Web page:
I’ve always had this vague notion of how Christmas should go — certain expectations that went unarticulated, but imposed themselves in wishful thinking and smallish discontentment.
This hazy idea was decidedly spiritual and definitely uber-holy. And while I may be fuzzy on the details of how it all would have worked out, I am certain that in this vague Christmas ideal, there would have been no chaos, no hurriedness, minimal shopping (only for books), very few messes (made only by the sweet play of children with nativity sets), and absolutely no vomit.
Undoubtedly, Christmas was to be about quiet reflection and uninterrupted contemplation in front of the Jesse tree with my Bible on my lap and coffee in hand. And maybe an Instagram post here or there to spread the brilliant meaning I had gleaned.
Surely those of us picking up steam in our sanctification should chuck all the extravagant Christmas madness out the window — overfull gatherings, tedious food preparations, chaotic tree trimming. Instead, we should get down to what’s really important: time alone with our thoughts. Clearly, the frosted snowman cookies are a distraction from what really matters.
Strip Christmas down to its essence, we think. Get rid of all the clutter. If tidying up is what magic is really made of, then an untidy Christmas is an affront to all that’s holy.
But perhaps a little clutter is just what we need to meet Jesus this Christmas.
A Gritty Spectacle
How eager we can be to make a mockery of the incarnation by longing to be the very opposite of incarnate: disembodied, lofty thoughts with no hands and no hearts to extend to those around us.
We can know one thing for sure about Jesus’s birth: it was a spectacle of gritty, messy, human-life drama. Every birth is. It was a spectacle involving real bodies, especially Mary’s. And despite my made-up ideals of fake holiness, Christmas still is that spectacle. Or at least it still should be. We still have the opportunity to be a messy but beautiful display of bodies laboring to bring Jesus to the world. Only, we are his body.
We have the opportunity to be his hands to our children and our neighbors and our friends in the present wrapping and the sharing of baked goods and the hugs. We have the opportunity to be his feet when we go to another family gathering or school concert or office party. We get to go in Jesus’s name, not as a grumbler, wishing that things were done differently or that the schedule wasn’t so full, but as good news to everyone we meet that Jesus has come into the world and he can be met in us.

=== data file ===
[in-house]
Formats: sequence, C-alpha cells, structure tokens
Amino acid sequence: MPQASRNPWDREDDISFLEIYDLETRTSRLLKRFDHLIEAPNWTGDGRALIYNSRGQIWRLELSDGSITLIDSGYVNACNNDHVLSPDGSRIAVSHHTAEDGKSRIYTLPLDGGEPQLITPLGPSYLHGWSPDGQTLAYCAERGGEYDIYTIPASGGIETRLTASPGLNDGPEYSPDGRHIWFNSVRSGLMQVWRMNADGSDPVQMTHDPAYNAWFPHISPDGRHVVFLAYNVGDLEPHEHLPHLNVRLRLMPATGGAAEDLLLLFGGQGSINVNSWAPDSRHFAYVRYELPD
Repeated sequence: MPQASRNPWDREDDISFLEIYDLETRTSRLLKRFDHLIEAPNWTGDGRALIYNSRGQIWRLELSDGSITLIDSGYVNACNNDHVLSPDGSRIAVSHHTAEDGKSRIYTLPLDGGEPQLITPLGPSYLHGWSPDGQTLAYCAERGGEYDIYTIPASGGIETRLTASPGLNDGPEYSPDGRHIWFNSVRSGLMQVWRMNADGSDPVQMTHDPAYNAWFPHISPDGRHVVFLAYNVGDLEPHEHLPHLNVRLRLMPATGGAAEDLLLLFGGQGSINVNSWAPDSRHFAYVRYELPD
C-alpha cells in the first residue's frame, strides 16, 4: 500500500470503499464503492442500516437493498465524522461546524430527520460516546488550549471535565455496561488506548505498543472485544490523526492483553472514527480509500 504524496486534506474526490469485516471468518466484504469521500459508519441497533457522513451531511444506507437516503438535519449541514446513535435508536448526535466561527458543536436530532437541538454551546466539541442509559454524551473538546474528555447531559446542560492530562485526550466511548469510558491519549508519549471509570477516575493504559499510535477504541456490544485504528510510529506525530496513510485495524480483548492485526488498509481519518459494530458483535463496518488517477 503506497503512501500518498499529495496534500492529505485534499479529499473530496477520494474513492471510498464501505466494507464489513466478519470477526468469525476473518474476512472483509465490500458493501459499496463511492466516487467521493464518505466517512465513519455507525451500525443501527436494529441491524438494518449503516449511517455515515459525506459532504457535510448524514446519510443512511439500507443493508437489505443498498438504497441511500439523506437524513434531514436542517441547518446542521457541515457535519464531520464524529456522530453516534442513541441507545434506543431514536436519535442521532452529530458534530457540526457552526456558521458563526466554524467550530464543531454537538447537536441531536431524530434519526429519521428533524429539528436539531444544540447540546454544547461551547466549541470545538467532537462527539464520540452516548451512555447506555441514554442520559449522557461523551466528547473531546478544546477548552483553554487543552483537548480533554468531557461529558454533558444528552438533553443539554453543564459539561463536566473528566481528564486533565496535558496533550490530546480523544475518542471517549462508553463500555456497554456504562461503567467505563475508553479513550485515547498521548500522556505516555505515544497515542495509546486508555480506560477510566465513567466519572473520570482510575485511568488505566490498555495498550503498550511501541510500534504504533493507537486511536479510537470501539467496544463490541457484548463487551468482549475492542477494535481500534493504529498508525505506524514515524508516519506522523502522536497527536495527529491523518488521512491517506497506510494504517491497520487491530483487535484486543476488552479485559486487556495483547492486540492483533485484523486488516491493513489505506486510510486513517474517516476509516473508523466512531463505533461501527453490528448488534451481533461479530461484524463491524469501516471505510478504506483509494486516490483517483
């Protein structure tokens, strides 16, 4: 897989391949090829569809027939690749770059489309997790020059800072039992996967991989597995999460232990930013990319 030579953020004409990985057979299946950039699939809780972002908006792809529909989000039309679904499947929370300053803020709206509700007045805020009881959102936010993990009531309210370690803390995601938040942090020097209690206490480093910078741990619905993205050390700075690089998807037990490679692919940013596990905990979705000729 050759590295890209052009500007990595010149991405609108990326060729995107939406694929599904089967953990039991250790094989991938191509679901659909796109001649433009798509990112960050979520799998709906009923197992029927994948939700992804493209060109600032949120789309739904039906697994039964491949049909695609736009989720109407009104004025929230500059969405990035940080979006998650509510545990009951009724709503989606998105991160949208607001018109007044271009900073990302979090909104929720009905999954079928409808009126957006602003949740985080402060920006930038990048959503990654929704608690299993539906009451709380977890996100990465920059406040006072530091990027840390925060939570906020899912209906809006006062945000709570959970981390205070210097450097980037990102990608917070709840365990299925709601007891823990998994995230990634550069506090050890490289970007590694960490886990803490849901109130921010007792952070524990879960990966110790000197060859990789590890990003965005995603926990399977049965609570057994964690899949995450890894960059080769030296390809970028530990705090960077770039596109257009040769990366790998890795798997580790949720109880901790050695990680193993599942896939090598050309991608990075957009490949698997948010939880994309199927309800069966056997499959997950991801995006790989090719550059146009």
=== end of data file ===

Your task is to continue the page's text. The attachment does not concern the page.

Holy, Happy, Messy
All the stuff and material surrounding Christmas need not keep us from welcoming the incarnate Christ. They can remind us that Christ indeed was incarnate, earthly, human. He ate food, he celebrated with friends, he was surrounded by people, and he was present with them.
Perhaps the holiest and happiest thing we can do this Christmas is to be present with others like Jesus is with us. Actually be with the people you’re with. Listen to them, work alongside them, give yourself to them. And in so doing, show and tell everyone you come in contact with that Jesus really is Immanuel, God with us. He really did come into our mess, and he really is coming again.
What do you truly want this Christmas? Are you hoping for external peace for your circumstances, rather than internal peace for your disordered heart? Do you want him to make young children less needy? To make time-consuming food preparations quick and hassle-free? To make relational tensions with family disappear? To make the trek to relatives’ houses unhurried and never intruding on nap time?
Christ came primarily to rule in our hearts, not change our circumstances. Through his perfect life, death, and resurrection, Christ came to undo our small-minded resentments at our work and replace them with willing hands and thankful hearts. Christ came to change our ideas of simplistic, solo holiness by putting us in his family.
Christmas with the Prince
What has God entrusted to you this Christmas? Is it the privilege of hosting family, friends, neighbors, or co-workers? Then welcome people in Jesus’s name and show them how extravagant God’s love is. Is it traveling to someone else’s home? Then go willingly in Jesus’s name and be a blessing. Is it making Christmas memories for your immediate family? Then do good to them by celebrating Jesus in ways that minister to every age represented. Is it caring for sick people and missing out on everything you’d hoped for? Then do for the least of these as you would for Christ.
This Christmas, Jesus wants from us the same thing he always wants: death to our selfish desires and made-up notions of holiness and absolute loyalty and happiness in him. He’s bought our faithfulness so that we can make the food, set the table, and wrap the gifts in the strength he supplies. The Prince of Peace has come, and he can multiply our meager efforts a hundredfold — even, maybe especially, during the chaos of Christmas.